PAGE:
original files at all.
Of course, the Linux IP stack was never meant to be used
without the Linux kernel and thus, we had to face numerious problems, for
example emulating the sysctl and proc interfaces that are used to configure
the IP stack under Linux, exporting the socket interface via L4 IPC,
emulating the control flow inside the IP stack, and providing the right
initialization sequence for the different subsystems. I also implemented
a couple of test programs, for example a minimalistic HTTP server, and
ported parts of the GNU nettools to our system.
Sometimes, experiments like this survive much longer than expected.
Today, FLIPS is used by our group as well as other research groups
when a native TCP/IP stack on L4 is needed.
Understanding software projects consisting of a large number of
source files is difficult. It gets even harder when the software is
highly compile-time configurable as it is the case for the Linux kernel.
In preparation of the FLIPS project, I studied the Linux TCP/IP stack
closely and tried to understand the relationship of its components.
For analysing the dependencies of the involved software components from each other,
I created Object Dive. With the help of
Object Dive extracts symbol information from each object file and
creates a directed reference graph. Each arrow of the graph expresses
a reference relationship (e.g., function calls), the higher the number
of different references - the bolder the arrow. A bold arrow usually
indicates a very strong dependency of the originating component from
the targeted component. The graph can be freely arranged by dragging
nodes with the mouse.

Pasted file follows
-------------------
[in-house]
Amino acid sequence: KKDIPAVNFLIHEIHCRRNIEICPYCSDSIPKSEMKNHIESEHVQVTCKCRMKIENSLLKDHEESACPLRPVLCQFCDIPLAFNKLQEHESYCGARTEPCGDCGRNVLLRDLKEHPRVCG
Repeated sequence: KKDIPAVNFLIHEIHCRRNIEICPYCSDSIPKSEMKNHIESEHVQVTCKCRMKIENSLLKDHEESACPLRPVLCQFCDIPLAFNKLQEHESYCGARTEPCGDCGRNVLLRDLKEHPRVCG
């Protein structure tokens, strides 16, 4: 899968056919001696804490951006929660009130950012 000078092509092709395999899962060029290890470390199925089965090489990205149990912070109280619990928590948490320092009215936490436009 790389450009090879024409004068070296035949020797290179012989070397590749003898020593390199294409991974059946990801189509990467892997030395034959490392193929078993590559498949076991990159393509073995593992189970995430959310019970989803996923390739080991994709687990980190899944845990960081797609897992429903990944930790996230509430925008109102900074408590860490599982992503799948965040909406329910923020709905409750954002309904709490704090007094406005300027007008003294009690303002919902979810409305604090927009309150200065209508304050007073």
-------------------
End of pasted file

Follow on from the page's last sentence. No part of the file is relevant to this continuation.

Once, a nice-looking graph is created, Object Dive can save the
result as postscript or
I also added support to display the symbol-referencing position
in the source code when a symbol is selected with the mouse. For this,
I created a small
expect script for remote-controlling the
from Object Dive.
Object Dive is available as GPL: http://os.inf.tu-dresden.de/~nf2/files/Objdive
Atari Coldfire Project
Atari suspended the development of home computers in 1995 leaving a
not-so-bright future for fans of Atari home computers as I am. Several
Atari clones had been announced by different developers but in
2002, none of these project were active anymore. For this reason,
the Atari Coldfire Project was started. Initially, a lot of developers
had been involved and I volunteered to create the website for the project.
At the end of 2003 however, the number of active developers
had shrinked to only two - Jens Klietz doing hardware design and me doing
software development. Jens created a first prototype board while
I focused my work to OS software development on a Motorola evaluation board.
I created drivers for the Cypress PCI bridge, different types of graphics cards
(ATI Rage, Matrox), and a Wacom Artpad. Based on these drivers, I ported my
DOpE windowing system to this platform and conducted a series of other